Investment banking is divided into front office, middle office, and back office activities:
- The front office drives revenue generation and includes divisions such as corporate finance, sales and trading, and research.
- The middle office supports processes that are related to revenue generation, such as risk management and treasury.
- The back office includes roles that exist regardless of revenue generated, such as compliance, accounting, information technology (IT), and HR.
This is the “traditional” classification, but it may be more helpful to think of it in terms of revenue-generating roles, risk-related roles, and support roles.
If you are a competitive, high-achieving person, you should aim for revenue-generating, front-office roles since they pay higher salaries and offer better career options, promotions, and exit opportunities.
Corporate Finance includes many of the most “prestigious” roles in investment banking, including capital raising, advising on mergers and acquisitions, and helping companies to restructure.
It is also labeled simply “Investment Banking” or the “Investment Banking Division” (IBD), and it is further divided into Product Groups and Industry Groups.
Product Groups focus on a specific deal type, such as equity or debt issuances or acquisitions, but they work across all industries.
Examples of Product Groups include:
- Mergers & Acquisitions (M&A)
- Debt Capital Markets (DCM)
- Equity Capital Markets (ECM)
- Leveraged Finance (LevFin)
- Restructuring (RX)
Industry Groups, by contrast, work on many deal types but specialize in a specific industry and often work with individual companies in that industry on an ongoing basis.
Examples of Industry Groups include:
- Real Estate
- Media & Telecom
- Financial Sponsors Group (FSG)
- Financial Institutions Groups (FIG)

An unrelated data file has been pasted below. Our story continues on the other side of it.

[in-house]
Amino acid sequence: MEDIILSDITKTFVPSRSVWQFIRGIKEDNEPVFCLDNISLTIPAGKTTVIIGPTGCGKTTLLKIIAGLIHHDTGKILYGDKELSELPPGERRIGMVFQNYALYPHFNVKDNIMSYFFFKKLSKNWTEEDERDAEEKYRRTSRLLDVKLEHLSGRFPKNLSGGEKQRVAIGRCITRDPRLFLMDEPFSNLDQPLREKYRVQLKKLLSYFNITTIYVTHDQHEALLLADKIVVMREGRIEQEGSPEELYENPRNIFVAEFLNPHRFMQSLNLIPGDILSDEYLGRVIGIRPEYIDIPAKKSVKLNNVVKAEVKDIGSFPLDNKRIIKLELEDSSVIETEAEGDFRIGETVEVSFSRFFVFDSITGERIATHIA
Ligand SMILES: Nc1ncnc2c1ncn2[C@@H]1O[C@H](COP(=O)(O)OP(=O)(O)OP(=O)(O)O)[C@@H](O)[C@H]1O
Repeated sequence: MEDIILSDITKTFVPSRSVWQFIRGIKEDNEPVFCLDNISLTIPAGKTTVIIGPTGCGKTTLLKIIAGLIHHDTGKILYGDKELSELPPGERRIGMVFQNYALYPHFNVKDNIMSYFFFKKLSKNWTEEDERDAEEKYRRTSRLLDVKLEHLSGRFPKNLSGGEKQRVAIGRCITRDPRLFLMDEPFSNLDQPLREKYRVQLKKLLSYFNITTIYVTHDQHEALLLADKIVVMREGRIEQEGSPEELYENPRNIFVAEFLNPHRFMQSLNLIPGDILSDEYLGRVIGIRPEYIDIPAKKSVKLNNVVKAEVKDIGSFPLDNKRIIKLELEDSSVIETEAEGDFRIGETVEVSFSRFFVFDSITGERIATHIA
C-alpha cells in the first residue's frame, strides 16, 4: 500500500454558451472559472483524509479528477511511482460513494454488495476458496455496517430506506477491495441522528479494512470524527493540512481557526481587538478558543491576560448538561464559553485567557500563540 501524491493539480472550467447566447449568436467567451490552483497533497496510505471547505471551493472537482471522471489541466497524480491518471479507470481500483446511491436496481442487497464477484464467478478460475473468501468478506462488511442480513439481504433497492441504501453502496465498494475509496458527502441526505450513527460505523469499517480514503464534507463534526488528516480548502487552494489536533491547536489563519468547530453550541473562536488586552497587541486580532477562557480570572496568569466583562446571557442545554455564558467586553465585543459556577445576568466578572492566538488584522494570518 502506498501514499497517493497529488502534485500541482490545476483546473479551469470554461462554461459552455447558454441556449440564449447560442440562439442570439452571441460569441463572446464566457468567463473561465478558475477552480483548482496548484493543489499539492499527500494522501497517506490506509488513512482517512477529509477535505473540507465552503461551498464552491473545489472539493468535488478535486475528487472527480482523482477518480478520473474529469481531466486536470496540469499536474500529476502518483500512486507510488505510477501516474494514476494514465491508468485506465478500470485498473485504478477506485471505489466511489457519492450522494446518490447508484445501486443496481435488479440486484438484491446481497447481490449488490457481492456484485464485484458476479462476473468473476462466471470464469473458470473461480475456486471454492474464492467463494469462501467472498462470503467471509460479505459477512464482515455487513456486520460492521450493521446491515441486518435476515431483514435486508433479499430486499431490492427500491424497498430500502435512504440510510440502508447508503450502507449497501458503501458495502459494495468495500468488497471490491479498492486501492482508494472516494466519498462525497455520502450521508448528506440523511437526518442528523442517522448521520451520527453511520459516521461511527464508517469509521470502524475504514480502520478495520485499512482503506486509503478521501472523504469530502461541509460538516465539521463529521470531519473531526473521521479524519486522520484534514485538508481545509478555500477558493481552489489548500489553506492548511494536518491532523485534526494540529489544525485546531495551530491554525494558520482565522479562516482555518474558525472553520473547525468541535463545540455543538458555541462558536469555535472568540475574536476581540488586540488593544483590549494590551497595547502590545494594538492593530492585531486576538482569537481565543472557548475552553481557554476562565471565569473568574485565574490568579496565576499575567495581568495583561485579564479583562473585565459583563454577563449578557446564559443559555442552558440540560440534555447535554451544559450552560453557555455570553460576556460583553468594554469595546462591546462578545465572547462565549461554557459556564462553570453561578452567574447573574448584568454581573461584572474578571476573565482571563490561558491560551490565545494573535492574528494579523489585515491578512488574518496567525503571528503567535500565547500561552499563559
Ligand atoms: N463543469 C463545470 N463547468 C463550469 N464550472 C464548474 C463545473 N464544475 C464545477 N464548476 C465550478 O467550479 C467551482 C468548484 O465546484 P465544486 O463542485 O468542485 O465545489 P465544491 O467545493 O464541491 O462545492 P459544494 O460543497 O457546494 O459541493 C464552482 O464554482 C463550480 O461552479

- Public Finance
Then, there are some other groups where the classification is not 100% clear or universal.
Sales & Trading
Sales & Trading
The Sales & Trading (S&T) group at an investment bank helps institutional investor clients, such as hedge funds and asset management firms, to buy and sell securities such as stocks, options, and bonds.
These clients buy and sell these securities to earn a high return and make more money for their clients, also known as their “Limited Partners,” or LPs, which are often pension funds, endowments, insurance firms, and wealthy individuals.
This process is more difficult than it sounds because these institutional investor clients often place large orders that would disrupt market prices if they were executed all at once.
So, the salespeople and traders at banks must divide up these orders, match buyers and sellers, and get the clients prices that are as close as possible to what they desire.
The two main divisions within Sales & Trading are:
- Equity Trading (primarily companies’ stocks and their derivatives, such as options)
- Fixed Income Trading or FICC (“everything that isn’t equities,” including rates, municipal bonds, corporate bonds, CDS, FX, commodities, money markets, and more)
We cover Sales & Trading as an entirely separate topic, but we list it here since it is still a specific division at most investment banks.
The research division writes reports about companies and their prospects, often accompanied by “Buy,” “Sell,” or “Hold” ratings.
Historically, banks issued these reports to encourage higher trading volume and to solicit orders from institutional investors for the sales & trading division.
For example, if a bank liked a company’s prospects and wanted to encourage more trading to earn higher commissions, it might have issued a favorable “Buy” report about the company.
Middle Office and Back Office
There are some nuances to these “support divisions,” but many people use the following definitions:
- Middle Office (MO) roles support processes related to revenue generation; examples include risk management and treasury. For example, a bank doesn’t make money directly from risk management, but as a result of risk management, front-office staff such as traders can do their jobs more effectively.
- Back Office (BO) roles relate to processes and systems that must exist regardless of revenue generated; examples include compliance, accounting, information technology (IT), and HR. As a back-office employee, you’re in much the same role as any other white-collar support professional.
Middle-office and back-office jobs are OK for early-stage internships, but if you want the highest compensation and the most career options and exit opportunities, you should aim for front-office positions.
It tends to be extremely difficult to switch out of the middle office and back office, particularly in smaller markets, so if you want to leave, do it early.